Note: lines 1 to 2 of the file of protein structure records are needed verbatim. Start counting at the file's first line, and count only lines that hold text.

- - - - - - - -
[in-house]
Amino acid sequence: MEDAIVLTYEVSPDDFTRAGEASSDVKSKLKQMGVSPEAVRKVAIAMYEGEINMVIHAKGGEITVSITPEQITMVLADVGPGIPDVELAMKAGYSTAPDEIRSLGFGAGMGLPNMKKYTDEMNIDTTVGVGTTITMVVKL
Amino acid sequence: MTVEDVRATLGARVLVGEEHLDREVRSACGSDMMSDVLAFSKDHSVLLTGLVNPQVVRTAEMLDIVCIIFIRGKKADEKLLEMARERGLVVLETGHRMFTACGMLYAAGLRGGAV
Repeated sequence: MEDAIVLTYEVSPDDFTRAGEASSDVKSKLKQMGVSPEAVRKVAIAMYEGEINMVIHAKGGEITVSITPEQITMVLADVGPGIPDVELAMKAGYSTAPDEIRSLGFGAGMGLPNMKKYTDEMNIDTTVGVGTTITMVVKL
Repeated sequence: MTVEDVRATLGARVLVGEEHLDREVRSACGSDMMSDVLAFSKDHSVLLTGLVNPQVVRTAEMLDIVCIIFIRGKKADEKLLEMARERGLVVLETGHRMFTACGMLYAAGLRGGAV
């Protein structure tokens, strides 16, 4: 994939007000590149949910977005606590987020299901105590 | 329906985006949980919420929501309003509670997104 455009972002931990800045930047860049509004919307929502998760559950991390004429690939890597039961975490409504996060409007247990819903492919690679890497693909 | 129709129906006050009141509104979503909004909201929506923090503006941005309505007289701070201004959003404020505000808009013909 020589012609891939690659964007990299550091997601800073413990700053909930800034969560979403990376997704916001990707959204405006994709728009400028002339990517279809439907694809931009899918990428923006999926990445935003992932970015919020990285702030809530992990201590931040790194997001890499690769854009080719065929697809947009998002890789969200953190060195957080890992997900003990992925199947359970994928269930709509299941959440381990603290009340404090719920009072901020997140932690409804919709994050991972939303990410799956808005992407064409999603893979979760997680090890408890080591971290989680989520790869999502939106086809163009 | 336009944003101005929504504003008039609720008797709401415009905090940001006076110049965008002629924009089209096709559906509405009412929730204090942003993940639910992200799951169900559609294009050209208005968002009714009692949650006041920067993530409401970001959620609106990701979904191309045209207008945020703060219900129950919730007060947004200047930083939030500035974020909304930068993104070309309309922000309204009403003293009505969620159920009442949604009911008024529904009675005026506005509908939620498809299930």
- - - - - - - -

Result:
[in-house]
Amino acid sequence: MEDAIVLTYEVSPDDFTRAGEASSDVKSKLKQMGVSPEAVRKVAIAMYEGEINMVIHAKGGEITVSITPEQITMVLADVGPGIPDVELAMKAGYSTAPDEIRSLGFGAGMGLPNMKKYTDEMNIDTTVGVGTTITMVVKL